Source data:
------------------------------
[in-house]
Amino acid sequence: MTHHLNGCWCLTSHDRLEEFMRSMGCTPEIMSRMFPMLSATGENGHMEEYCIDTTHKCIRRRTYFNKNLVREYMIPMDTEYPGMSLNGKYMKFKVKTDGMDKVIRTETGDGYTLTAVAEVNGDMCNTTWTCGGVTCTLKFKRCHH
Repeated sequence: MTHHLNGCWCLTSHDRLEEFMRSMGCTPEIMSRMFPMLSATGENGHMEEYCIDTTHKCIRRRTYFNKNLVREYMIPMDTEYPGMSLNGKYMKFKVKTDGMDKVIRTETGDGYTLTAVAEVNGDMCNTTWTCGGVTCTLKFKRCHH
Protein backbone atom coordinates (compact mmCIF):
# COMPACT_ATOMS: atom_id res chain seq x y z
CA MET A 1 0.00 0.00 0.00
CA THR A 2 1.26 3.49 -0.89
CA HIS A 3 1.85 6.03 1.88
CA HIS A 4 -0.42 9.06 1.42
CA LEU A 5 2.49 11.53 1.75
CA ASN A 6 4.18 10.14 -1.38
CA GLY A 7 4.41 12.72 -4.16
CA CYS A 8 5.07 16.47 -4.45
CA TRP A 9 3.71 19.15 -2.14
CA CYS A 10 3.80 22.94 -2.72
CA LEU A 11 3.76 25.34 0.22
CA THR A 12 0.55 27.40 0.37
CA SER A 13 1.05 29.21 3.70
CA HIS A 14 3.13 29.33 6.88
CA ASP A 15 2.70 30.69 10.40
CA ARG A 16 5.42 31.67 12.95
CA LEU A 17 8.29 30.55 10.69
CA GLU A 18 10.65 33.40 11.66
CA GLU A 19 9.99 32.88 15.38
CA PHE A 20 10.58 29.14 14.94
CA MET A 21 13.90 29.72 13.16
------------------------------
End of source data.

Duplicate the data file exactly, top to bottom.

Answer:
[in-house]
Amino acid sequence: MTHHLNGCWCLTSHDRLEEFMRSMGCTPEIMSRMFPMLSATGENGHMEEYCIDTTHKCIRRRTYFNKNLVREYMIPMDTEYPGMSLNGKYMKFKVKTDGMDKVIRTETGDGYTLTAVAEVNGDMCNTTWTCGGVTCTLKFKRCHH
Repeated sequence: MTHHLNGCWCLTSHDRLEEFMRSMGCTPEIMSRMFPMLSATGENGHMEEYCIDTTHKCIRRRTYFNKNLVREYMIPMDTEYPGMSLNGKYMKFKVKTDGMDKVIRTETGDGYTLTAVAEVNGDMCNTTWTCGGVTCTLKFKRCHH
Protein backbone atom coordinates (compact mmCIF):
# COMPACT_ATOMS: atom_id res chain seq x y z
CA MET A 1 0.00 0.00 0.00
CA THR A 2 1.26 3.49 -0.89
CA HIS A 3 1.85 6.03 1.88
CA HIS A 4 -0.42 9.06 1.42
CA LEU A 5 2.49 11.53 1.75
CA ASN A 6 4.18 10.14 -1.38
CA GLY A 7 4.41 12.72 -4.16
CA CYS A 8 5.07 16.47 -4.45
CA TRP A 9 3.71 19.15 -2.14
CA CYS A 10 3.80 22.94 -2.72
CA LEU A 11 3.76 25.34 0.22
CA THR A 12 0.55 27.40 0.37
CA SER A 13 1.05 29.21 3.70
CA HIS A 14 3.13 29.33 6.88
CA ASP A 15 2.70 30.69 10.40
CA ARG A 16 5.42 31.67 12.95
CA LEU A 17 8.29 30.55 10.69
CA GLU A 18 10.65 33.40 11.66
CA GLU A 19 9.99 32.88 15.38
CA PHE A 20 10.58 29.14 14.94
CA MET A 21 13.90 29.72 13.16